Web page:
Then, though, came my son…
It’s hard not to be sentimental about his things.
I got so many gifts from friends and family that shouldn’t just be tossed out after my son outgrew them. Plus, baby things are pretty cute.
What was I supposed to do with a huge, expanding box of baby clothes that I was never going to use again?
It’s not like I was often going through the box to look at those things. They were really just taking up space that I didn’t have.
So, I made a baby clothes keepsake quilt out of them!
At first, I have to admit that it was difficult to start cutting up the clothes; I felt like they shouldn’t be hacked into pieces. Then I felt selfish for not having given the clothes to somebody who might need them. I had to remind myself that I did give many (most) away, and so I felt a little better.
Once I started to cut the clothes into small squares and rectangles, though, I felt liberated.
The pile just got smaller and smaller as I discarded the scraps of cloth that I wouldn’t be needing. I did save bigger pieces of cloth for other uses. For example, when cutting out the center of t-shirts using a rotary cutter, I ended up with two rectangles: the printed one from the front that would be used in my quilt, and a plain one in the back that I used as cloth baby wipes.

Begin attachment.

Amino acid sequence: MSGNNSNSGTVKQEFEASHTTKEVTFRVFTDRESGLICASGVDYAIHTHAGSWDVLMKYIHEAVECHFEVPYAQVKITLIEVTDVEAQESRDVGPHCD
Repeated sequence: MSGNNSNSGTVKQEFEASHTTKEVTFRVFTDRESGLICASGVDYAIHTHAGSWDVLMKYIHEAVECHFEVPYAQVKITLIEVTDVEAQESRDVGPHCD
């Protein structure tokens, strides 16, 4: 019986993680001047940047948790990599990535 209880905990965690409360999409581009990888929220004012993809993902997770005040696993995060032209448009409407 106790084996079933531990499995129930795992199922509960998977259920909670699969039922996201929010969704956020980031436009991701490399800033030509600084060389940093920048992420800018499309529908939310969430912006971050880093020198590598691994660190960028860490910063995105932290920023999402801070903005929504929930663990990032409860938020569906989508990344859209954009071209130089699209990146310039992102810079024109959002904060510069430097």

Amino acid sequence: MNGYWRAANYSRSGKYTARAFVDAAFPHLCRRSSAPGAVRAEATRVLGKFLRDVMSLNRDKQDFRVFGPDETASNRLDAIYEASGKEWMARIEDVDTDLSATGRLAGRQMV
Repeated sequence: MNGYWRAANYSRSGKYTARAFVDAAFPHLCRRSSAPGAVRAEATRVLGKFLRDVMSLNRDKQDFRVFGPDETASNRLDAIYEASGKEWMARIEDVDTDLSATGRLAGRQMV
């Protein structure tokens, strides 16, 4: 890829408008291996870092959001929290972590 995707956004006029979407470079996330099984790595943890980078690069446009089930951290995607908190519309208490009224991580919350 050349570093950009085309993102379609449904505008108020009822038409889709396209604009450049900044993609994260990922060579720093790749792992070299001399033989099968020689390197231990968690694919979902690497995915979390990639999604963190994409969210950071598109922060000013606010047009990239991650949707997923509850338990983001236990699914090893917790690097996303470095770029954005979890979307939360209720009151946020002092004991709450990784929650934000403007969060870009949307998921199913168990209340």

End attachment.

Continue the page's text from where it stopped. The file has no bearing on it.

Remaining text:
Most people who make these sorts of quilts try to cut all of their rectangles the same size. That would result in a lot of empty space on the quilt (or a lot of cut off prints). Plus, I prefer a random look to a very patterned one. Keeping them the same size would have been easier, though.
Having so many pieces of such varied sizes, I wasn’t sure how to put them together. I ended up just sewing pieces together as I had them available. If two pieces had similar lengths or widths, they got sewn together. Then, as I started to get bigger pieces of sewn together rectangles, I would sew those larger pieces together.
To keep the quilt squared up, most people also iron the clothes squares onto a fusible interfacing. That would have helped me in certain areas. I do notice a few areas where my fabric got stretched and my quilt isn’t perfectly squared up as it should be. If you are careful, though, it shouldn’t be a huge problem. Using a rotary cutter to cut your squares really helps, as does ironing everything out before cutting.
I wanted this to be as soft and stretchy as the clothes it came from, so I didn’t use any fusible interfacing. Despite the not-so-straight areas, I’m happy I didn’t; I like that it is perfectly imperfect!